I've mentioned before in my posts about art and craft shows, basically that it's pretty much either feast or famine. Well, right now it's feasting time. My next show is in September, which is the start of the Fall season. The outdoor Fall shows are wonderful in every aspect, but I'm getting off track. Point being-- now it gets a little hairy--you have to build up a pretty big stock of items. I don't mind this--in fact I love it. The only thing, is that I can't play around or experiment. I have to do what I know best. I really like painting my own papers to use in my art, but I can't really take the time, but my new K & Co. papers are the next best thing.
Saturday, July 31, 2010
Thursday, July 29, 2010
I want to thank everyone for such an overwhelming repsonse to my 100th post giveaway. And I've went to Random.org, and let it pick the winners for me. So the winner of my Garden Girl print on wood--
#167, and that's Vickie from Redfish Artwork! Congratulations, Vickie!!
And the 2nd winner of my houses print on wood --
#44, and that's Isabel from Ooodles of Doodles Studio! Congratulations Isabel!
I hope you two enjoy these as much as I enjoyed making them, and Thanks so much to everyone again! There will be more giveaways in the future!
Tuesday, July 27, 2010
This box was fun to make. What I did first was collage pages from a children's school reader book on it, and then I took my house prints from different pieces that I've made and cut them out to make a little village that wraps around the box. And I really like what I did on the lid--
I have an old glass doorknob on it. If you are a flea market shopper, you know that these doorknobs don't come cheap. They're a heavy glass with brass hardware. Well, I found 4 of them at a garage sale (which is unusual in itself ) for $2.50 each. That's a VERY good price for these. I really like this for this box--it fits the theme of the houses so well.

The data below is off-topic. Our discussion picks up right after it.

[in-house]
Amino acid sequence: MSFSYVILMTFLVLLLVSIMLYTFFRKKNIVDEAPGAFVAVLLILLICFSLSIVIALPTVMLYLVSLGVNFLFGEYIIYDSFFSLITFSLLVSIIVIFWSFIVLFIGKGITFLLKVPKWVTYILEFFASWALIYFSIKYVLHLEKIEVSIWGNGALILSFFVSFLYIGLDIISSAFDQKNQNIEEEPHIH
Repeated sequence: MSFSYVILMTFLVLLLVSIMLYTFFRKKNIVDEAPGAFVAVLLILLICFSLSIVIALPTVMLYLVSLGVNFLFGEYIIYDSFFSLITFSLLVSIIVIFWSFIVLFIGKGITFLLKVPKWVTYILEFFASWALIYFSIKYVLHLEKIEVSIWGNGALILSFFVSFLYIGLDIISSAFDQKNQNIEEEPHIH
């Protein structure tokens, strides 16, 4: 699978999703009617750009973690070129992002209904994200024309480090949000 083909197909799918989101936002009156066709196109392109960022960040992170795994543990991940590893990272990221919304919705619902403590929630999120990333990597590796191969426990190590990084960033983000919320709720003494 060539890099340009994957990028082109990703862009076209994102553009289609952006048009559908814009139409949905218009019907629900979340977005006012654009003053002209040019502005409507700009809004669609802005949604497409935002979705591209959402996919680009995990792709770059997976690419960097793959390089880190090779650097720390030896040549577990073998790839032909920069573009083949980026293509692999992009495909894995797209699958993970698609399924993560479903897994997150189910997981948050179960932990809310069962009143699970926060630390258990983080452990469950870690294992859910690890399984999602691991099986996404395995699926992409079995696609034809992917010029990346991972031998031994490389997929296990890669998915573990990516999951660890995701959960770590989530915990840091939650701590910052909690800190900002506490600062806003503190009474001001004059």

And do you remember Button Town?
I don't think I'll ever get tired of making these boxes!
And I just want to remind everyone of my 2 giveaways--there's still time for you. I'll be drawing the names on Thursday. Just go to this post and leave a comment--good luck!
Friday, July 23, 2010
So I started out with this cupboard door with a glass insert that I had. I originally had 2--the first one I showed everyone here. Here's the door before I had done anything to it--
On the glass, I collaged papers onto it so I could have a painting surface. But these papers are so great, that I'm using them as part of the design.. I bought a scrapbook paper pad made by
K & Co. I love this company--everything that they make--I could represent them! This pad is filled with butterflies and birds. Some are slightly embossed and some of the papers have a touch of metallic in them. So here's the background that I chose--